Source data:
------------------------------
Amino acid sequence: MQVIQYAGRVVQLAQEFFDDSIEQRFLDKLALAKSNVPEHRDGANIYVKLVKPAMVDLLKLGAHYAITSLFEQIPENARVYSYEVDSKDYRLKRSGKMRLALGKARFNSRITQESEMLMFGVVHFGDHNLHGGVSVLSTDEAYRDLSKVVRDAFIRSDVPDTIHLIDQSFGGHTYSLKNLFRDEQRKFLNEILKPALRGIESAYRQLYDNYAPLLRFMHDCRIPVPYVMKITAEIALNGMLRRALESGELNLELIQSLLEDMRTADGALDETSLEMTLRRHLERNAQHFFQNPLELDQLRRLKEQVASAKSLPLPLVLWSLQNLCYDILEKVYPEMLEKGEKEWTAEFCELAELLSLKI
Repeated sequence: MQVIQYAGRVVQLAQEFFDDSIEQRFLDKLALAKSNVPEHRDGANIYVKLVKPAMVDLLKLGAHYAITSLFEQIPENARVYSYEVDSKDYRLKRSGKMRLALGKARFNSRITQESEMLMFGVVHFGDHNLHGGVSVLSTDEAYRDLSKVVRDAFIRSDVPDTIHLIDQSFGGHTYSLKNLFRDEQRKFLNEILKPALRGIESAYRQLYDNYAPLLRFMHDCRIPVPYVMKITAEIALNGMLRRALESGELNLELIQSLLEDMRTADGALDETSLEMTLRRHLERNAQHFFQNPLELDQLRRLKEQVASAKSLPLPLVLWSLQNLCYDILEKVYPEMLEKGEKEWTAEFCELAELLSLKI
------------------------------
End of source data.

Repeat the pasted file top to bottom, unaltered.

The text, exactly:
Amino acid sequence: MQVIQYAGRVVQLAQEFFDDSIEQRFLDKLALAKSNVPEHRDGANIYVKLVKPAMVDLLKLGAHYAITSLFEQIPENARVYSYEVDSKDYRLKRSGKMRLALGKARFNSRITQESEMLMFGVVHFGDHNLHGGVSVLSTDEAYRDLSKVVRDAFIRSDVPDTIHLIDQSFGGHTYSLKNLFRDEQRKFLNEILKPALRGIESAYRQLYDNYAPLLRFMHDCRIPVPYVMKITAEIALNGMLRRALESGELNLELIQSLLEDMRTADGALDETSLEMTLRRHLERNAQHFFQNPLELDQLRRLKEQVASAKSLPLPLVLWSLQNLCYDILEKVYPEMLEKGEKEWTAEFCELAELLSLKI
Repeated sequence: MQVIQYAGRVVQLAQEFFDDSIEQRFLDKLALAKSNVPEHRDGANIYVKLVKPAMVDLLKLGAHYAITSLFEQIPENARVYSYEVDSKDYRLKRSGKMRLALGKARFNSRITQESEMLMFGVVHFGDHNLHGGVSVLSTDEAYRDLSKVVRDAFIRSDVPDTIHLIDQSFGGHTYSLKNLFRDEQRKFLNEILKPALRGIESAYRQLYDNYAPLLRFMHDCRIPVPYVMKITAEIALNGMLRRALESGELNLELIQSLLEDMRTADGALDETSLEMTLRRHLERNAQHFFQNPLELDQLRRLKEQVASAKSLPLPLVLWSLQNLCYDILEKVYPEMLEKGEKEWTAEFCELAELLSLKI